Safeguarding Intangible Cultural Heritage
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Safeguarding Intangible Cultural Heritage

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Description

Awareness of the significance of intangible cultural heritage (ICH) has recently grown, due to the promotional efforts of UNESCO and its Convention for the Safeguarding of the Intangible Cultural Heritage (2003). However, the increased recognition of intangible heritage has brought to light its undervalued status within the museum and heritage sector, and raised questions about safeguarding efforts, ownership, protective legal frameworks, authenticity and how global initiatives can be implemented at a local level, where most ICH is located.
This book provides a variety of international perspectives on these issues, exploring how holistic and integrated approaches to safeguarding ICH offer an opportunity to move beyond the rhetoric of UNESCO; in partiular, the authors demonstrate that the alternative methods and attitudes that frequently exist at a local level can be the most effective way of safeguarding ICH. Perspectives are presented both from "established voices", of scholars and practitioners, and from "new voices", those of indigenous and local communities, where intangible heritage lives. It will be an important resource for students of museum and heritage studies, anthropology, folk studies, the performing arts, intellectual property law and politics.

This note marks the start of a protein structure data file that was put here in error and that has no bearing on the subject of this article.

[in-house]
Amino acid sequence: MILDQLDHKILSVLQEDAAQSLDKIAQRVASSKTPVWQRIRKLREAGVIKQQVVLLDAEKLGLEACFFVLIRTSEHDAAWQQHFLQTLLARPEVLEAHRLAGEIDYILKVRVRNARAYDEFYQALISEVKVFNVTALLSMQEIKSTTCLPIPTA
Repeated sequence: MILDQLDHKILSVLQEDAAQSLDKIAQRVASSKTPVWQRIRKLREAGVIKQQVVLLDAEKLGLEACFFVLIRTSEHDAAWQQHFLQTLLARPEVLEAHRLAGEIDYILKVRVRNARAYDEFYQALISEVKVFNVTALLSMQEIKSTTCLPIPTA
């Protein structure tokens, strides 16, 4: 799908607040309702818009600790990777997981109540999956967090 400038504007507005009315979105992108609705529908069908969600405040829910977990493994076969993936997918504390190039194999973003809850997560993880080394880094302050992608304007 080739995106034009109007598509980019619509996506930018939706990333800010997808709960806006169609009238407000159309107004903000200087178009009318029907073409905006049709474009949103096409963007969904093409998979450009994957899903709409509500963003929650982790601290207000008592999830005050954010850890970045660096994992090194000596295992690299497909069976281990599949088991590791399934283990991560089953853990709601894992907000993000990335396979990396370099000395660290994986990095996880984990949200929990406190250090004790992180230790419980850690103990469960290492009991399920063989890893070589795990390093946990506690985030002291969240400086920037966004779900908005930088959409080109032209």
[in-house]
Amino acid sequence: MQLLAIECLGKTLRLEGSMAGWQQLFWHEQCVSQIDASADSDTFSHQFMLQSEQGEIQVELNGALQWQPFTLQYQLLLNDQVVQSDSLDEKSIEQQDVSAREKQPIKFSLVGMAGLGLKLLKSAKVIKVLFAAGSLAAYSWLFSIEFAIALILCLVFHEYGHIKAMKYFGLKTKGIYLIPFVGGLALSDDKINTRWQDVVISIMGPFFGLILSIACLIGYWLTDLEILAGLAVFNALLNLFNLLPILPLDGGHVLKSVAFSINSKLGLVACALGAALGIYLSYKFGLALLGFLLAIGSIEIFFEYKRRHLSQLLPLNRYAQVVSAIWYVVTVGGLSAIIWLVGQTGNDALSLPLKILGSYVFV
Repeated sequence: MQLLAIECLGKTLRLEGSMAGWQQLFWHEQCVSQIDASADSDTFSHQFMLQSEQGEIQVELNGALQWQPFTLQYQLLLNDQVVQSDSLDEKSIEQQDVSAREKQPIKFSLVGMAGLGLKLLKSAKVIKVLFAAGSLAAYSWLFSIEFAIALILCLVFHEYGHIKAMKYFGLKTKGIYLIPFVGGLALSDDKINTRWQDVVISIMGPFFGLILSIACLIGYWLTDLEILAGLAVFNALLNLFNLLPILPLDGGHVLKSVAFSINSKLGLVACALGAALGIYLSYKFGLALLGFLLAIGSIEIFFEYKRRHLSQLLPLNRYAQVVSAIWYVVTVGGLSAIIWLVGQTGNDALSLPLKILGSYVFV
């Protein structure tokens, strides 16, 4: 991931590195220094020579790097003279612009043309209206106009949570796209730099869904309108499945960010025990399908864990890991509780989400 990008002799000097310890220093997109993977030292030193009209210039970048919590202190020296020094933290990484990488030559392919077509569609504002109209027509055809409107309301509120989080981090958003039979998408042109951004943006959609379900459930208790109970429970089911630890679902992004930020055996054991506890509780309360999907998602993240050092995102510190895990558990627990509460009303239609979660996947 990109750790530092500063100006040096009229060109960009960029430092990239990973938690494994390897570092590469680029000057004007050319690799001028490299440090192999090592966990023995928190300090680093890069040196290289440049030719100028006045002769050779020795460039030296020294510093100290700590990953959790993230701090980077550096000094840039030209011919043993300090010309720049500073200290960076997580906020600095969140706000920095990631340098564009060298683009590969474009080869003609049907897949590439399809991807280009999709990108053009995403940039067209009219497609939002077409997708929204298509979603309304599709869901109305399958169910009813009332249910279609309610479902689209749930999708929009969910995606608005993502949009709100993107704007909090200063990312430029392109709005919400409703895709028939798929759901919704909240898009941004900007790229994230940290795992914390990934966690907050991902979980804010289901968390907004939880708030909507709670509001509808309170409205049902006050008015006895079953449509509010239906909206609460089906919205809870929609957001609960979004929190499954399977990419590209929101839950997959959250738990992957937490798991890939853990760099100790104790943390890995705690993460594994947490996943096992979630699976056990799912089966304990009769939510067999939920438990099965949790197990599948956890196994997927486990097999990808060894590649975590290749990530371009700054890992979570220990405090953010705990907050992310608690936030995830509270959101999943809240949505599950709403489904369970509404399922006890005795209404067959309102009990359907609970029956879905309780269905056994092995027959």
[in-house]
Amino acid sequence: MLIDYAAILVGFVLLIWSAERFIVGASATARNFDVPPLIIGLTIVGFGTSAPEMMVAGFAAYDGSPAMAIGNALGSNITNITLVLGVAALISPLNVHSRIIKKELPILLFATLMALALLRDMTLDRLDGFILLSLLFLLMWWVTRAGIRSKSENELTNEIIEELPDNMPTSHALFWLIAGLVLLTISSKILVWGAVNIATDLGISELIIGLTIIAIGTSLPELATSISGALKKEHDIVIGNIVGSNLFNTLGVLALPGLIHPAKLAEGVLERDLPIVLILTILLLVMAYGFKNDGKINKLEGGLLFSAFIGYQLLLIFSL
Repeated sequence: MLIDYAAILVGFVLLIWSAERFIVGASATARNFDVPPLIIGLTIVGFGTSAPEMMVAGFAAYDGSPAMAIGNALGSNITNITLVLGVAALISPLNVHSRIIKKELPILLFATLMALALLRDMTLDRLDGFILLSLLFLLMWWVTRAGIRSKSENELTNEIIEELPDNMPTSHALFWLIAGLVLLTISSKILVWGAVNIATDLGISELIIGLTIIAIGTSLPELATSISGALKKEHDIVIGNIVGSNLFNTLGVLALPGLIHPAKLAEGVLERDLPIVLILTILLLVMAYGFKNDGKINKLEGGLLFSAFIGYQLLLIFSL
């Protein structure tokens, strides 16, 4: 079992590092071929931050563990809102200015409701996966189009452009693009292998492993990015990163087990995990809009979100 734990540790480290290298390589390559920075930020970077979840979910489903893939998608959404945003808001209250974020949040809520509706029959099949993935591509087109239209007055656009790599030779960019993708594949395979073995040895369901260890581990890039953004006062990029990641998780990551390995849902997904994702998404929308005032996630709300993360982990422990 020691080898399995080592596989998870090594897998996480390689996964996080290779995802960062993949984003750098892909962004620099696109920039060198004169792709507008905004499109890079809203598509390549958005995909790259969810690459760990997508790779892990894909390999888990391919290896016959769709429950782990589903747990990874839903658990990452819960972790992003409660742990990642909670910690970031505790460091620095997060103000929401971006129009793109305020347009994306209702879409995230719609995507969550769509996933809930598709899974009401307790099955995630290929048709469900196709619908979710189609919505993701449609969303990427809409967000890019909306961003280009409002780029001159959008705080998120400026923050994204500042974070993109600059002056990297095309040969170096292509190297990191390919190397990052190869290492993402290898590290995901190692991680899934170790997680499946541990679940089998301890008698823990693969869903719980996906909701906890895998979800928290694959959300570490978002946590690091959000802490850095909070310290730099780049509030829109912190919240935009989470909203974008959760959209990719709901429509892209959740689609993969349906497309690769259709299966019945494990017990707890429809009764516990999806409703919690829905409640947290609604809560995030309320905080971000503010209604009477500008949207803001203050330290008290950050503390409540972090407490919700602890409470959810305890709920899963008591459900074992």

Michelle Stefano is Folklorist-in-Residence, University of Maryland Baltimore County; Peter Davis is Professor of Museology, International Centre for Cultural and Heritage Studies, Newcastle University; Gerard Corsane is Senior Lecturer in Heritage, Museum and Galley Studies, International Centre for Cultural and Heritage Studies, School of Arts and Cultures, Newcastle University. Contributors: Marilena Alivizatou, Alissandra Cummins, Kate Hennessey, Ewa Bergdahl, George Abungu, Shatha Abu-Khafajah, Shaher Rababeh, Vasant Hari Bedekar, Christian Hottin, Sylvie Grenet, Lyn Leader-Elliott, Daniella Trimboli, Leontine Meijer-van Mensch, Peter van Mensch, Andrew Dixey, Susan Keitumetse, Richard MacKinnon, Alexandra Denes, Christina Kreps, Harriet Deacon, D. Jared Bowers, Gerard Corsane, Paula Assuncao dos Santos, Elaine Muller, Michelle L. Stefano, Maurizio Maggi, Aron Mazel
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Product details

  • Hardback | 285 pages
  • 172 x 244 x 22.86mm | 929.86g
  • The Boydell Press
  • Woodbridge, United Kingdom
  • English
  • 2 Line drawings, black and white; 10 Illustrations, black and white
  • 1843837102
  • 9781843837107
  • 1,821,376

Table of contents

Touching the Intangible: an Introduction - Michelle L. Stefano and Peter Davis and Gerard Corsane
The Paradoxes of Intangible Heritage - Marilena Alivizatou
Memory, Museums and the Making of Meaning: a Caribbean Perspective - Alissandra Cummins
From Intangible Expression to Digital Cultural Heritage - Kate Hennessy
Conversation Piece: Intangible Cultural Heritage in Sweden - Ewa Bergdahl
Africa's Rich Intangible Heritage: managing a continent's diverse resources - George Abungu
The Silence of Meanings in Conventional Approaches to Cultural Heritage in Jordan: The Exclusion of Contexts and the Marginalisation of the Intangible - Shatha Abu-Khafajah and Shaher Rababeh